The reclamation of derogatory terms can be seen all over the world. “Just listen to rap music,” says Karen Farquharson, professor of sociology and chair of the Anti-Racism Hallmark Research Initiative at the University of Melbourne. Black and brown artists have retaken the “n—–” slur in countless music and other popular culture examples.

In Australia, “wog” has been increasingly used by groups of Mediterranean and Middle Eastern descent as a term of affection among equals. But it can still be weaponised by people outside those subsets, depending on the identity and intent of the speaker and interpretation of the receiver.

The LGBTQ community, meanwhile have reclaimed “queer” and, to a lesser extent, “faggot”, while lesbian motorcycle club Dykes on Bikes has taken the sting out of another offensive term.

Social work academic Professor Jioji Ravulo.

Social work academic Professor Jioji Ravulo.

Gregory Coles, an American author and academic researcher on rhetorics of marginality, has described the reclamation of derogatory terms as “the exorcism of language”. His 2016 paper of the same name charts the complex and often ambiguous process of reclaiming words such as “black”, “queer”, “n–—” and “faggot”. He contends that, when victims lack the power to change dominant discourse and replace the oppressive terms altogether, they opt instead for “rescreening” the terms as a means of changing people’s attitudes towards them. The effect is “an adjustment not of what a word means but of what a word does”.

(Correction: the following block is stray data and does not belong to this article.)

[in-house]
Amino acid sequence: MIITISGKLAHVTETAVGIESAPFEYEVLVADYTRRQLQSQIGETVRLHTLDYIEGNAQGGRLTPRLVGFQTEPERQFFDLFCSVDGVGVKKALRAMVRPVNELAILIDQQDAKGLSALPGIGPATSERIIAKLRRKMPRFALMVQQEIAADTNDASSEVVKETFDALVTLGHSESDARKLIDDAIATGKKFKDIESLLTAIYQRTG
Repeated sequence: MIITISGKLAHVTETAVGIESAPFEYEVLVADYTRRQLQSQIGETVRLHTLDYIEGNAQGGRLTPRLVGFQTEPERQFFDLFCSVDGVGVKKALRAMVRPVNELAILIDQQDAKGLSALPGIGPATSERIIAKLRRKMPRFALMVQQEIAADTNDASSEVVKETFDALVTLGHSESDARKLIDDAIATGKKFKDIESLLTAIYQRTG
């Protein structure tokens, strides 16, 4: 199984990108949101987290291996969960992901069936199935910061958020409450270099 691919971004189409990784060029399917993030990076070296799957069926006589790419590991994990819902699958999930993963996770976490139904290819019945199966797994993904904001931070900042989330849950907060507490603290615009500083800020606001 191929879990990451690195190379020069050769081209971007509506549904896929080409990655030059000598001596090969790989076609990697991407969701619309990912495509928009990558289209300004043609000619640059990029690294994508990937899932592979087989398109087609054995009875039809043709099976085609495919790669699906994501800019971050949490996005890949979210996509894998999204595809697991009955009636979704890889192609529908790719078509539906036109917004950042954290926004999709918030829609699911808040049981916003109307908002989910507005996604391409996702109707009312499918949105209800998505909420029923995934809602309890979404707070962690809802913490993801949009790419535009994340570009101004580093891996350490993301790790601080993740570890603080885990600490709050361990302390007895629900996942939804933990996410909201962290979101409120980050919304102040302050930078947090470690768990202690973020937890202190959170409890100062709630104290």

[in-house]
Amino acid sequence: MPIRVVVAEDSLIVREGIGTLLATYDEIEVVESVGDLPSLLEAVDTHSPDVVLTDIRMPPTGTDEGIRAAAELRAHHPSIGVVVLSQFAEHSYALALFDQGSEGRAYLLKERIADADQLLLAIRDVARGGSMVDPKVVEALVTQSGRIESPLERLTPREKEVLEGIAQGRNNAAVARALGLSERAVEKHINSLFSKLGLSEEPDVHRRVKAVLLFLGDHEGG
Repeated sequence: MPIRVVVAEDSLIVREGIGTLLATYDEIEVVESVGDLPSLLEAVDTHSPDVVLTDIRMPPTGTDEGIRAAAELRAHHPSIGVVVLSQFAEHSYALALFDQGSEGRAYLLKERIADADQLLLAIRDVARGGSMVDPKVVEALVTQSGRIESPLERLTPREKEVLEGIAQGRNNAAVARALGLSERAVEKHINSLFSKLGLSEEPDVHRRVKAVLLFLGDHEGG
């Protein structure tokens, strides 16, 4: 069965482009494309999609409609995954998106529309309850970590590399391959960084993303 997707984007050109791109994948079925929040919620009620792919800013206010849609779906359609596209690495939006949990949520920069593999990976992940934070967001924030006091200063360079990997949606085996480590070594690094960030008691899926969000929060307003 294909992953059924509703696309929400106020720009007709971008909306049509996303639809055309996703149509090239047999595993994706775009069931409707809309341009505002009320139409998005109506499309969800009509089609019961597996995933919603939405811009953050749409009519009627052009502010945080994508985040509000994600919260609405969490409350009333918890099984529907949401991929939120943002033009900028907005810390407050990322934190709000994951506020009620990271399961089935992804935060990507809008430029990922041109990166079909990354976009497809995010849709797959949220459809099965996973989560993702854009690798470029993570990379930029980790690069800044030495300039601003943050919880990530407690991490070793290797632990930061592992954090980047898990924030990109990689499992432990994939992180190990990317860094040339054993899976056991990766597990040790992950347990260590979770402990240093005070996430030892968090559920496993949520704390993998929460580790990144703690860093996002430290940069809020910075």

“I traditionally identify as bisexual, but now more I identify as queer,” says Ravulo. “But it’s interesting, I talked to my best mate and his partner – they both identify as gay – and I said to them, ‘is it appropriate for me, knowing where I position myself in my sexuality – I’m bi and not fully gay – to use that word?’ And they were like ‘actually, no’. I’m like ‘how interesting’, and I don’t use that word. I’ve been called that word growing up as well because I was relatively effeminate growing up.

“It opened up a lot of scars for our people.”

Johnathan Thurston

“It’s the way we classify what is appropriate and what’s not. It goes back to power and oppression, to power and privilege, to trauma and trauma responses, and to tropes and stereotypes we’ve all learnt and then used that can continue to perpetuate people’s marginality and lack of inclusion in society.”

The problem is that language is fluid and ever-evolving, and the meaning of words themselves are inherently unstable and prone to variations among different groups of people, depending on how those groups experience hearing or seeing them. Context always matters, but even context cannot cater for trauma – collective or individual.

Farquharson categorises some unintentionally racist language as “internalised racism”.

“We’re trying to reclaim the racialised terms and [you can] take away their power by using them yourself,” she says. “But actually, if somebody who’s experiencing racism thinks it’s racist, it is probably racist.”